Options include 18-inch alloy wheels, full leather upholstery, satellite navigation, SEAT Sound System (including a boot-mounted sub-woofer), rear parking sensors, rain-sensing wipers and light sensing headlamps.
Child seats that fit a SEAT Leon (2013)Our unique Car Seat Chooser shows you which child car seats will fit this car and which seat positions that they will fit, so that you don't have to check every car seat manufacturer's website for compatibility.
What's the SEAT Leon (2013) like to drive?
- Engines range from 1.0 TSI 115 Ecomotive to 2.0 TSI 190 DSG
- Readers report Real MPG to be between 28–73 mpg
A big tick for Leon is a broad variety of engines from launch. Golf and A3 buyers have had to wait for a wider selection of engines, but Leon customers have them from the start. Those who cover lower mileages are catered for with a 1.2-litre TSI (105PS) and a 1.4-litre TSI (140PS). Both of these turbocharged engines are cracking; willing, great around town and more powerful than their meagre outputs suggests.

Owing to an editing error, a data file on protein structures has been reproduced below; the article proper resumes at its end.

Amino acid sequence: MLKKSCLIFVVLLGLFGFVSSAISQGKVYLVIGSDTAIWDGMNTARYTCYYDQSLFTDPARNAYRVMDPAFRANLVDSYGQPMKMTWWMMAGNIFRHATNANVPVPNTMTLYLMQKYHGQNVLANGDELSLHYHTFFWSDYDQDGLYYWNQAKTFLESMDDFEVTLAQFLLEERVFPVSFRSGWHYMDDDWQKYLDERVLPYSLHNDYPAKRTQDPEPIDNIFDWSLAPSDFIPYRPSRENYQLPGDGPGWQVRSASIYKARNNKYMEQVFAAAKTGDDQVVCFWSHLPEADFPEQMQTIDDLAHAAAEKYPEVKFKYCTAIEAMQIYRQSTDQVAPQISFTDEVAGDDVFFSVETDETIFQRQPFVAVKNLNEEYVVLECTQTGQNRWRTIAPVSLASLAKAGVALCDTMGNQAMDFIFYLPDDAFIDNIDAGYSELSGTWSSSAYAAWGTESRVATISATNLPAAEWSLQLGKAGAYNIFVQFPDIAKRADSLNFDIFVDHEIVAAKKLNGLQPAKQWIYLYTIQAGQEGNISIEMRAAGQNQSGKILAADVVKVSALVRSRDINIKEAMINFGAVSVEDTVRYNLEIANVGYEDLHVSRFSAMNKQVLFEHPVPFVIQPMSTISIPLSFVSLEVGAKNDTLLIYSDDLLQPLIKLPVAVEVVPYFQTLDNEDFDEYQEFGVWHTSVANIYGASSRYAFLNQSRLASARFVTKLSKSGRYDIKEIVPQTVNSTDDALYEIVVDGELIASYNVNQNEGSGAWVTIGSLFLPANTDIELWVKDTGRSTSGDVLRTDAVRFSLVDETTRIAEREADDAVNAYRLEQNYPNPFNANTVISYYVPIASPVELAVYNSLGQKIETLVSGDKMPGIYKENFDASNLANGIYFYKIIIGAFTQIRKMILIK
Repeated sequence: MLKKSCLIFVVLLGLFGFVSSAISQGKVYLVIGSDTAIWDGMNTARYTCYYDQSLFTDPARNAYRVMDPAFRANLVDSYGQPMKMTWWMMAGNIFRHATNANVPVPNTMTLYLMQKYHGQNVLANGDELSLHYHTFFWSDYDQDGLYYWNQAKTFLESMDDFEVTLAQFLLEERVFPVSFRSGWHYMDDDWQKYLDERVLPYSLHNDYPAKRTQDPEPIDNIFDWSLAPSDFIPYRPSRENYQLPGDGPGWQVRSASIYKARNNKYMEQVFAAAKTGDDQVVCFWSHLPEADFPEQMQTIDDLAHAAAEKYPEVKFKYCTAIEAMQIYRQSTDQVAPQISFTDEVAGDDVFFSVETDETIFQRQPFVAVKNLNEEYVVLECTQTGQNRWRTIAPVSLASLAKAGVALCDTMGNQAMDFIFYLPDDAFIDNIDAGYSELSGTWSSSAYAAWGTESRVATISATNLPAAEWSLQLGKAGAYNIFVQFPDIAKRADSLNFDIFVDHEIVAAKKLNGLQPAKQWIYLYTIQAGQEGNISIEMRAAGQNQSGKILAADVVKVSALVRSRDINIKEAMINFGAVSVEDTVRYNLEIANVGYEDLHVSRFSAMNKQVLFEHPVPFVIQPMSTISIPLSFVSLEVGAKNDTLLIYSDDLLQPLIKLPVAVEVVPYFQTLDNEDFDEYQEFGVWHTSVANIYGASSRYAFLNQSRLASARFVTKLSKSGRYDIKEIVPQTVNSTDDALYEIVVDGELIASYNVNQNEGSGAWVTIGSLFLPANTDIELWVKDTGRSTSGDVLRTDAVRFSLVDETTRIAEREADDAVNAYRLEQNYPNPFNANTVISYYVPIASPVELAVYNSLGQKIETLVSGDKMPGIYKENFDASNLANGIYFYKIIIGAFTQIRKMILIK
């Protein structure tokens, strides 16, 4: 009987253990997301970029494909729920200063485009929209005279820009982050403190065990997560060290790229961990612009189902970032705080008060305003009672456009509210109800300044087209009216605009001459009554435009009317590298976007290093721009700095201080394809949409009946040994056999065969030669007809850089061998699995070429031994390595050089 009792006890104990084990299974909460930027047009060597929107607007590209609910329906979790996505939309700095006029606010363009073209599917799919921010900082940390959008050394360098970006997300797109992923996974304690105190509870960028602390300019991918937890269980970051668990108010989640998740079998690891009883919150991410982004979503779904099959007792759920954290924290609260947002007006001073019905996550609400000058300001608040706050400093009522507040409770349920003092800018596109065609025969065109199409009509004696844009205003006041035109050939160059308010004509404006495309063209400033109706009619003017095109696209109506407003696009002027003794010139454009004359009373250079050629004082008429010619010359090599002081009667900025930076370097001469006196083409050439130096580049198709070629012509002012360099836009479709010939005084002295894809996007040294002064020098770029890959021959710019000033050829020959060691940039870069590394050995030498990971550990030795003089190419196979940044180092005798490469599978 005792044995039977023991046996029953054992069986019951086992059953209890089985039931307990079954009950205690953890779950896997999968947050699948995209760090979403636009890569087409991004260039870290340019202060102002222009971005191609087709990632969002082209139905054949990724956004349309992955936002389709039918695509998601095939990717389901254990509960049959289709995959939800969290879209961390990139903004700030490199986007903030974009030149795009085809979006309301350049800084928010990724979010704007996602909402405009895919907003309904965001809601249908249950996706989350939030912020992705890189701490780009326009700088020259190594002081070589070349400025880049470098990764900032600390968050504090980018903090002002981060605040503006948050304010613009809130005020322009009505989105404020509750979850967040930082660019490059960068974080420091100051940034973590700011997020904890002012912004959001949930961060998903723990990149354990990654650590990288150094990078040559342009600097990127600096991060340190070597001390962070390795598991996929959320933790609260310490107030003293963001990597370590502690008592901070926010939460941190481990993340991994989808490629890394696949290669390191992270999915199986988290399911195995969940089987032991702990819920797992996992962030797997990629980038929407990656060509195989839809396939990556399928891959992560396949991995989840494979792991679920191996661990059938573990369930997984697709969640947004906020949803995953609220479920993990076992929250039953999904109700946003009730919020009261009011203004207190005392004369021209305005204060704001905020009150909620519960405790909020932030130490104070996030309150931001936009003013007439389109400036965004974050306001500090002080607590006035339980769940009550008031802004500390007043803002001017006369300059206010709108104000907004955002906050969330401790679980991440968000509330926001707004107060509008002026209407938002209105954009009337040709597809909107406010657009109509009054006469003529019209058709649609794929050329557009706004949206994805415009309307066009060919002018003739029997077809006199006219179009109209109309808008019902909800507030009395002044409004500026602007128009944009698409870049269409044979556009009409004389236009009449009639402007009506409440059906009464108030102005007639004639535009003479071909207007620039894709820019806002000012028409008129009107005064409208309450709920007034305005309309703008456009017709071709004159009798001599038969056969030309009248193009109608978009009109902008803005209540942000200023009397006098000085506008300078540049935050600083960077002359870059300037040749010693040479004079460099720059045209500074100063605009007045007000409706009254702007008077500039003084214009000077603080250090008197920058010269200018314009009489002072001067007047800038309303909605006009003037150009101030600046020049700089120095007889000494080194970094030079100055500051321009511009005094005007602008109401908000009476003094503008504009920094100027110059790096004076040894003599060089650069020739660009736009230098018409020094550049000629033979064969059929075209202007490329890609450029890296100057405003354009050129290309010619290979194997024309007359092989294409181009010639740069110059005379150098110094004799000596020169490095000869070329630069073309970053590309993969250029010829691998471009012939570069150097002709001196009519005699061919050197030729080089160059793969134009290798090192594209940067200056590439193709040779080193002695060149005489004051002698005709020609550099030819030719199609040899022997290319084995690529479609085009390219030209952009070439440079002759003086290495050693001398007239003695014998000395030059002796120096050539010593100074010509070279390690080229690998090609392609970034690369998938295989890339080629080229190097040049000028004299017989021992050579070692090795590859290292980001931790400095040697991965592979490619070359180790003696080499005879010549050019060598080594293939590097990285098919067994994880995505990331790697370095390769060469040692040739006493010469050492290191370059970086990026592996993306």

SEAT has been shifting more diesels than ever over the past few years, thanks in no small part to several large fleet deals (including one with British Gas). So, it's no surprise to see a good spread of diesels. The low CO2 option at launch is the 1.6 TDI with 99g/km CO2, but this will be replaced next year with a version that goes even lower.
It cruises well on the motorway, but with its power delivered low down, it's harder work around town. Most people will opt for the 2.0 TDI with 150PS. It strikes a great balance between economy and performance and, with a wide band of power, is good fun to drive out on the open road. Economy is quoted at 68.9mpg, which sounds impressive, but it will be interesting to see if this is the case when Real MPG results start to come in.
Then there are the engines that go in the sporty FR versions - a 1.8-litre TSI (180PS) for the petrol and a 2.0-litre TDI with 184PS. Both would easily pass as hot hatches in another manufacturer's range, but this is the starting point for sporty Leons. The four-cyinder diesel is especially noteworthy for its smooth wave of power and all-round refinement. Even more powerful Cupra models are likely to put in a appearance later next year.
Out on the road, it doesn't really matter which Leon you opt for, as they're all great to drive, with light responsive steering, good body control and agile handling. The new Leon is 90kg lighter before and that shines through.